The Court of Appeals issued an interesting ruling relating to the compensability of death due to alcoholism and a claimant’s right to allege bad faith. Specifically, the Court held Claimant’s ultimate death due to alcoholism was not causally related to his right rotator cuff injury—incurred roughly two years prior. In support of this, it appears the Court reviewed the claim under the pre-existing condition statute (§ 42-9-35) and found Claimant’s estate failed to meet their burden of proof that the compensable accident aggravated or exacerbated the pre-existing alcoholism, which lead to Claimant’s death.
On January 24, 2012, Claimant suffered a compensable injury to his right shoulder while living in South Carolina. Claimant moved to Kentucky following the accident. Pursuant to an order of the South Carolina Workers’ Compensation Commission, Claimant suffered a compensable injury to his shoulder and was entitled to benefits under the Act. Claimant underwent surgery for a torn rotator cuff tear on May 15, 2013.
A subsequent MRI revealed a recurrent tear in the right shoulder on October 2, 2013. Defendants denied treatment for the recurrent tear until medical records from Kentucky could be obtained to determine if the new tear was related to the original work injury. Defendants requested Claimant sign medical releases to allow them to obtain medical records from out of state providers. Claimant failed to sign the releases and the Defendants filed a Motion to Compel. Prior to the Motion being held before the Commission, Claimant died from conditions related to alcoholism on April 14, 2014.
Claimant’s widow filed a Form 52 claiming the shoulder injury caused Claimant’s drinking to increase. It appears the Court might have entertained the widow’s argument if she were able to present medical evidence supporting her husband’s drinking increased due to the accident. This is the same evidence required by § 42-9-35(c). This statute requires medical evidence from an expert, stated to a reasonable degree of medical certainty, that a work accident aggravated a pre-existing condition.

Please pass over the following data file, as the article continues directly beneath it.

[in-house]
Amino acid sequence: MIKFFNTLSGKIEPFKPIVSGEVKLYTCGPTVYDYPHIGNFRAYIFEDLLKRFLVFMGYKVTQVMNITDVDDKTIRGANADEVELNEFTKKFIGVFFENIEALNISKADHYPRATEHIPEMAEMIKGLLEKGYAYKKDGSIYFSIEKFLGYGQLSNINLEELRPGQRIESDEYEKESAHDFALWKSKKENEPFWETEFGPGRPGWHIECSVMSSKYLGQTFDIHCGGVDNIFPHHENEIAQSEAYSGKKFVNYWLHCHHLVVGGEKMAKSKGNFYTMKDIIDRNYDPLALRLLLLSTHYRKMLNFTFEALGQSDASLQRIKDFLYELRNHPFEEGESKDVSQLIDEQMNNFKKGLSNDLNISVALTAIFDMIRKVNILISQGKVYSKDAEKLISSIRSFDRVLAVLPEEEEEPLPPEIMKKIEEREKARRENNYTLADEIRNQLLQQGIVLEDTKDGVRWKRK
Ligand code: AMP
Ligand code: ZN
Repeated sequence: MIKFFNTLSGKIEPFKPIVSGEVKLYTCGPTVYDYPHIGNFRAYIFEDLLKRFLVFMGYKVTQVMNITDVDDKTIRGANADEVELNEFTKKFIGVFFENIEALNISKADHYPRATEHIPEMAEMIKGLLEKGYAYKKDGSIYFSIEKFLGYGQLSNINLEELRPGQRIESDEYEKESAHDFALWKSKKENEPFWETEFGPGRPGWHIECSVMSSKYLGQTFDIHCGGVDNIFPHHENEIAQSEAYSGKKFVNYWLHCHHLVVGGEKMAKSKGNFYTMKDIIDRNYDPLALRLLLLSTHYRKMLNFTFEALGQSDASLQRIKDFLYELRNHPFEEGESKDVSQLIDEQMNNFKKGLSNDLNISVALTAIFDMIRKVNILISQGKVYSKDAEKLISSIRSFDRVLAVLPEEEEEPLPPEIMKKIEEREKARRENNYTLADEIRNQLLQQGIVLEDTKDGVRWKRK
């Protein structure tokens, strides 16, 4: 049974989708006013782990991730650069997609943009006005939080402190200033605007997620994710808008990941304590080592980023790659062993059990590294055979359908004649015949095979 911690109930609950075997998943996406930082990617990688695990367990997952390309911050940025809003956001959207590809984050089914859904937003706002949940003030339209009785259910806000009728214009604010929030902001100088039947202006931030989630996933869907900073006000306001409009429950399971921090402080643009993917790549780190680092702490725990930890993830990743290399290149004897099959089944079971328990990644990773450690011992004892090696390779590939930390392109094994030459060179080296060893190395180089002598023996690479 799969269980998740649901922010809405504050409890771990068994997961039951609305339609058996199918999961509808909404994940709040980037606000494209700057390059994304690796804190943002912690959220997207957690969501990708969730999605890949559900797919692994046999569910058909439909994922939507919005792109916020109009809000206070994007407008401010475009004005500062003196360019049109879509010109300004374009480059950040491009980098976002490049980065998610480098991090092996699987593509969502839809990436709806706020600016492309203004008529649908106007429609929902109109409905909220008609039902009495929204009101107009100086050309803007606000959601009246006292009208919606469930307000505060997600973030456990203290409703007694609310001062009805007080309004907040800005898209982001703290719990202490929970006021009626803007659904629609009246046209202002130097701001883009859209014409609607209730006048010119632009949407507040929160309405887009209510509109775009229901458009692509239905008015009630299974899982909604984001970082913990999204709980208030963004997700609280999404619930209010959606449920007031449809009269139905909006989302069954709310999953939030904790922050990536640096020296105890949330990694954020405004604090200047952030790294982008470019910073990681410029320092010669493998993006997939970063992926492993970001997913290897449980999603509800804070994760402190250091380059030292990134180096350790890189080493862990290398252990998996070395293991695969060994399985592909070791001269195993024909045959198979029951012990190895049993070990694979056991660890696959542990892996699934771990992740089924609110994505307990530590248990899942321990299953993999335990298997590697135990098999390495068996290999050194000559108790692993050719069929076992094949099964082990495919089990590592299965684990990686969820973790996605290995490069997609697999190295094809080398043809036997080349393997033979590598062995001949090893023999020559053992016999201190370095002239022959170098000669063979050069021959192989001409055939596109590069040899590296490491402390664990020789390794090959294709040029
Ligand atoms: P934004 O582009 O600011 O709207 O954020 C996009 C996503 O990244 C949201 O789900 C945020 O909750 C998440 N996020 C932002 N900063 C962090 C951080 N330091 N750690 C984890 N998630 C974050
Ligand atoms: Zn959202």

The Court found Claimant’s widow only provided subjective evidence in support of her allegation. The only medical opinion suggesting an increase in alcohol consumption was based upon subjective histories provided by the Claimant’s family and friends after his death. All objective medical records supported a lifelong struggle with alcohol. For example, 2009 medical records noted Claimant acknowledged he was, “drinking himself to death.” Thus, the Court affirmed both the Single Commission and Appellate Panel finding that Claimant’s death was not causally related to his compensable shoulder injury because aggravation of the pre-existing condition had not been proven. His widow received no benefits under the Act. Secondly, the Court held Defendants denial of medical treatment for the recurrent tear did not rise to the level of bad faith. The Court pointed to Defendant’s Motion to Compel Claimant’s execution of the medical releases- finding it reasonable for the Defendants to deny treatment until they were able to obtain additional discovery. Also, the Court confirmed the Commission has exclusive jurisdiction under § 42-1-540. Thus, a claimant does not have the same cause of action available to him as he would in common law and all issues regarding workers’ compensation benefits must be handled by the Commission.
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